City News

As the city of Sedona enters the final stretch of its $250,000 transportation master plan, City Council has received numerous options of ways to potentially reduce vehicular traffic. But at the Tuesday, May 23, meeting the traffic discussed was of a different sort.

The purpose of this meeting was to take a closer look at solutions specific to West Sedona, including south side vehicular connections, bicycle and pedestrian pathways, pedestrian crossings and access management on State Route 89A, a city report states. While these improvements may not provide a significant reduction in travel times, they are an important component of providing safe multi-modal alternatives to the traveling public.

Council has already received some options at previous meetings, including those for the Uptown area and Red Rock Crossing as well as State Route 179 as it enters Sedona. It’s all part of the city’s ongoing $250,000 transportation master plan’s final document, which is expected to be completed this summer.

Traffic congestion and circulation issues have been a long-standing concern for Sedona residents. Traffic conditions will predictably continue to deteriorate as the city approaches buildout if no action is taken to address the current situation and future needs, the report states.

“We know when we talk about changing neighborhoods, it’s a sensitive subject, especially for those who might be most impacted,” City Manager Justin Clifton said.

City staff will be putting together a second survey in regard to traffic. The first one had nearly 3,000 responses last year, far exceeding what staff had expected. This survey, expected to be on the city’s website within the next month, will have a more detailed list of potential projects with costs, benefits and trade-offs.

As he has in every other meeting, Clifton said these are simply conceptual ideas and that nothing has been set. Rather, they’re giving council as many options as possible to choose from.

In regard to vehicular connectivity, Clifton pointed out that north of State Route 89A, motorists can use Sanborn Drive and Thunder Mountain Road to traverse West Sedona without having to go on the highway. That can’t be said for the other side of the highway.

“On the south side we thought, ‘Boy, if we could only replicate something like what we have on the north,’” he said. “Frankly, the situation there is a little more difficult given the layout of the streets, whereas you have a pretty nice continuous route on the north side. You don’t get that nice, continuous flow on the south side.”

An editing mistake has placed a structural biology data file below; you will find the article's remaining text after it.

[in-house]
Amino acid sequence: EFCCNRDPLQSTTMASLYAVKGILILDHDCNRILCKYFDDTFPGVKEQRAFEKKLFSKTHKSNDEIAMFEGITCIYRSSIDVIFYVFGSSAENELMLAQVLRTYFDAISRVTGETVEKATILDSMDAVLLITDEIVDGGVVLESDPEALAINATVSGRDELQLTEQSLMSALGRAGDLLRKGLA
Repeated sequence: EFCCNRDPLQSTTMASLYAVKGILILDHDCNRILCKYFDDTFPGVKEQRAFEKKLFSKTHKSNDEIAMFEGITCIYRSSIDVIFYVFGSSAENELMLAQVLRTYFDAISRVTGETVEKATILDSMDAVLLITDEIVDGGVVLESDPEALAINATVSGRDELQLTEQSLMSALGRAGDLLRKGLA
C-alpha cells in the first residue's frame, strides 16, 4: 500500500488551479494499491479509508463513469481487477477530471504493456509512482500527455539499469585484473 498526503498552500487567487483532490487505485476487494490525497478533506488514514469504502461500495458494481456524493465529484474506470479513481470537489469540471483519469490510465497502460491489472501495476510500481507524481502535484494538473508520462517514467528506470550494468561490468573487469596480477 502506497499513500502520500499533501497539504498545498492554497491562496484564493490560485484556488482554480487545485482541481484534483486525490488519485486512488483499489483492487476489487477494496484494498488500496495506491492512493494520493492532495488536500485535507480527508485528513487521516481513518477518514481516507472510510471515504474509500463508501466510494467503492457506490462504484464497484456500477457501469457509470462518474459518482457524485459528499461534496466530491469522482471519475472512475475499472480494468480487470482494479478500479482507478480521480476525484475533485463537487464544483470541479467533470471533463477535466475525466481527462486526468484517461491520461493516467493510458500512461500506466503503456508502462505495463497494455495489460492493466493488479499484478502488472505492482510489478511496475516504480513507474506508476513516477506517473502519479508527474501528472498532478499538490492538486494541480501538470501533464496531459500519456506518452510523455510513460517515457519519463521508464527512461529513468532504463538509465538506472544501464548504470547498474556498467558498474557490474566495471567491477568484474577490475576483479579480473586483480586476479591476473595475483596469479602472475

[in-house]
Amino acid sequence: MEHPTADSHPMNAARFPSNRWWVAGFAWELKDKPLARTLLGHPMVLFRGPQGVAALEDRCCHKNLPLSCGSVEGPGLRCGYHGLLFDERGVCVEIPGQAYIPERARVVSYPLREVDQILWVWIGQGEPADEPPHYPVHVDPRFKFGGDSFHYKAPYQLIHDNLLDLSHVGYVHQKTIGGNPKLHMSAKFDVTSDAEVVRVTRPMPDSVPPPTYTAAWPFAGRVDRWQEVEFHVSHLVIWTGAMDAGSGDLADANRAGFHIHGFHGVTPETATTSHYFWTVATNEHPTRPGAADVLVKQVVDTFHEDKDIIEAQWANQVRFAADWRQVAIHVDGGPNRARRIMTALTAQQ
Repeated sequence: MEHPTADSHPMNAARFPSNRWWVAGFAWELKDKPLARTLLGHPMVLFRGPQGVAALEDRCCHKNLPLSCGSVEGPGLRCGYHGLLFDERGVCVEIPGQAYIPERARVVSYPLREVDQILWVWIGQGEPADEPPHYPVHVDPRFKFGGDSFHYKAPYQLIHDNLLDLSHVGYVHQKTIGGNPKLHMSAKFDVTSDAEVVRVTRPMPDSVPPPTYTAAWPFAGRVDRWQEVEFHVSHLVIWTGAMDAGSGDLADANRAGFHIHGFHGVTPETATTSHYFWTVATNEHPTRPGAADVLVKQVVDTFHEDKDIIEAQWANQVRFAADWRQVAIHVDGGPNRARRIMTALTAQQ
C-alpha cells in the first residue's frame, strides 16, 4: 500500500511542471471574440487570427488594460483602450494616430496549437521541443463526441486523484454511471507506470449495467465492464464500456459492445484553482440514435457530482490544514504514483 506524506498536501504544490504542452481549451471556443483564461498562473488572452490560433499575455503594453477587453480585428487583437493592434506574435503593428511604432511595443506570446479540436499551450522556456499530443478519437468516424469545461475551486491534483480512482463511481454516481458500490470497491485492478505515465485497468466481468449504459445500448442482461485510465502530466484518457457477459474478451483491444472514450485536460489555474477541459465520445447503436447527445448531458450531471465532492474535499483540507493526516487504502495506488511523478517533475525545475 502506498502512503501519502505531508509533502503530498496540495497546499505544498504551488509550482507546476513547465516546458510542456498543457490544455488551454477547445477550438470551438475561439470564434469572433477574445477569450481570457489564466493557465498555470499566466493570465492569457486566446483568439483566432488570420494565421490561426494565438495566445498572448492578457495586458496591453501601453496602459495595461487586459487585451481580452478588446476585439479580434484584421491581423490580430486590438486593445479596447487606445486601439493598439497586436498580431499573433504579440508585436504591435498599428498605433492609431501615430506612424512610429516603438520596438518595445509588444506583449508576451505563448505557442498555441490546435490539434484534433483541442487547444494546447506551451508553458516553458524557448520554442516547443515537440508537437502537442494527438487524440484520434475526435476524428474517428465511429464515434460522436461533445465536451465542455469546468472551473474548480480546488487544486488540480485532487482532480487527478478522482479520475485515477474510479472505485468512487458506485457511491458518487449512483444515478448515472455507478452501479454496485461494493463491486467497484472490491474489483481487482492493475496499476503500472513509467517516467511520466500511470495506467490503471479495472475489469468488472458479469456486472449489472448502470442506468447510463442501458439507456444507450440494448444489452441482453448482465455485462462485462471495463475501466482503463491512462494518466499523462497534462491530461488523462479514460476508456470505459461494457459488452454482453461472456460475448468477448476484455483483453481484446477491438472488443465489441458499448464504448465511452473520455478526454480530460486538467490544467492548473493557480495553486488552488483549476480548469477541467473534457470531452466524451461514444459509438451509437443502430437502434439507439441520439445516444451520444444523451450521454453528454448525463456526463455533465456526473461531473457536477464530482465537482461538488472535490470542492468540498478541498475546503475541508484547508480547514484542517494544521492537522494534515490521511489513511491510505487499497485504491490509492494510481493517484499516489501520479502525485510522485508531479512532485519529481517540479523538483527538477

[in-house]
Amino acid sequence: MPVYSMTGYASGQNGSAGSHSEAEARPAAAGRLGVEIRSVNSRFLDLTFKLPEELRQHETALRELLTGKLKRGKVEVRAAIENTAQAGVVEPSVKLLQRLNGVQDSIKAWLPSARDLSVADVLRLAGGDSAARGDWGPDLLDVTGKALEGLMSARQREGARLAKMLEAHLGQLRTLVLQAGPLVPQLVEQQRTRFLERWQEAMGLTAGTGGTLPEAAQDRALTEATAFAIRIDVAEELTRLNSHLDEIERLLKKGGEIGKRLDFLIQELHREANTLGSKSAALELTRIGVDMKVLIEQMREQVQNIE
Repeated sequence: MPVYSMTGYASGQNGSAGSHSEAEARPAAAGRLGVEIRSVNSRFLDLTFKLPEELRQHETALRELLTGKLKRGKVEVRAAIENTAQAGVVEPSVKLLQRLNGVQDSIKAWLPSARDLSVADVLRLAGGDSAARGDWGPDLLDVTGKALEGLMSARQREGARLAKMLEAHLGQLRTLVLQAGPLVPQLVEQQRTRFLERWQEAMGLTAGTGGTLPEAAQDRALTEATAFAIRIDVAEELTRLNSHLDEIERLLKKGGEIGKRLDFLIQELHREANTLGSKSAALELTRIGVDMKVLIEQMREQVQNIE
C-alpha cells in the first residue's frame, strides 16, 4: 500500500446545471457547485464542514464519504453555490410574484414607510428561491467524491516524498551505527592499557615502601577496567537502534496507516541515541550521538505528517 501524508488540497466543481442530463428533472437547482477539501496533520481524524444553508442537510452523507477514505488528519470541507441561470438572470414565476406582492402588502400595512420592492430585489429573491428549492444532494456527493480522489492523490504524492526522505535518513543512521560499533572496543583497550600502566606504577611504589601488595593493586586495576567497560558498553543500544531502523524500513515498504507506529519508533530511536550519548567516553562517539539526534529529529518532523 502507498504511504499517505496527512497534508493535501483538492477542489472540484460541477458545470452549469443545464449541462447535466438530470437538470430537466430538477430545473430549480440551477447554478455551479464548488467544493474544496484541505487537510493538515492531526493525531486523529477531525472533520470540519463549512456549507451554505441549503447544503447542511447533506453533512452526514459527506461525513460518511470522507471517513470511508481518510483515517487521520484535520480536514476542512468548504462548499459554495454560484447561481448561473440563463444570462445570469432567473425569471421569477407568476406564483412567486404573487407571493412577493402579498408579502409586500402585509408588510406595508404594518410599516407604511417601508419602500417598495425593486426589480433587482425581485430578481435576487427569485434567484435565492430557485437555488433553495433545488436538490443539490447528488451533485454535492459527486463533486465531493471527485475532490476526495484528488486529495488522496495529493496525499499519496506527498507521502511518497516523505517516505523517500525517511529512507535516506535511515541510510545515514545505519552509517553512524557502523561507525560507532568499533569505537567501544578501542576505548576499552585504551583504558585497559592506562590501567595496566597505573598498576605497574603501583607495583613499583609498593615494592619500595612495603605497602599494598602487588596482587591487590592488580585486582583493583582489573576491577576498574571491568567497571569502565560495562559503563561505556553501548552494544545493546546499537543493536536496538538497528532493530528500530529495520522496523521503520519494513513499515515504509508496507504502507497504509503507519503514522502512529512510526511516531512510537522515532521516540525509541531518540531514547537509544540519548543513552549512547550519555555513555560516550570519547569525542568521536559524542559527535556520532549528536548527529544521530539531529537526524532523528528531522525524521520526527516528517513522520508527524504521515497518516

One proposal calls for six connections of varying distances that would allow motorists to drive from Arroyo Pinion Drive to Airport Road. The total length of the connections would be three-quarters of a mile at an estimated cost of $2.8 million. Included in that would be the roadway, drainage improvements and land acquisition.

Councilman Scott Jablow asked what may happen when acquiring land in regard to homeowner’s associations, especially those that have already expressed the desire to see no public access through their subdivisions.

“There are going to be challenges in any of these,” Clifton said. “Similarly, we might have private property owners to deal with as well as private streets. In all of those situations it would be a negotiation to try and secure access.”

As Clifton pointed out, connectivity within West Sedona doesn’t have to be limited to just vehicles. His presentation also included possible bicycle and pedestrian paths. He said in regard to bicyclists, people fall into one of four categories: Strong and fearless, enthused and confident, interested but concerned and no way, no how.

He said studies have shown that roughly 60 percent of those asked fall into the interested but concerned category. Meaning, they want to ride their bikes but not in heavily-trafficked areas, preferring to ride on designated bike paths away from vehicles. These concepts also call for additional sidewalks — mostly on the north side of the highway — as well as shared use pathways for both bicyclists and pedestrians.

No costs estimates were presented at the meeting for these types of improvements.

“Admittedly, when you’re talking transit or walking and riding, I don’t think — based on the way we have built our entire environment — we’re going to rival the numbers we see in people who choose to use their vehicles. They’re going to be much smaller,” Clifton said, adding that as years go by and more alternatives options are provided to visitors and residents, those numbers may eventually change.

“This way you will have facilitated a transition in that behavior, even if they’re not doing it now.”


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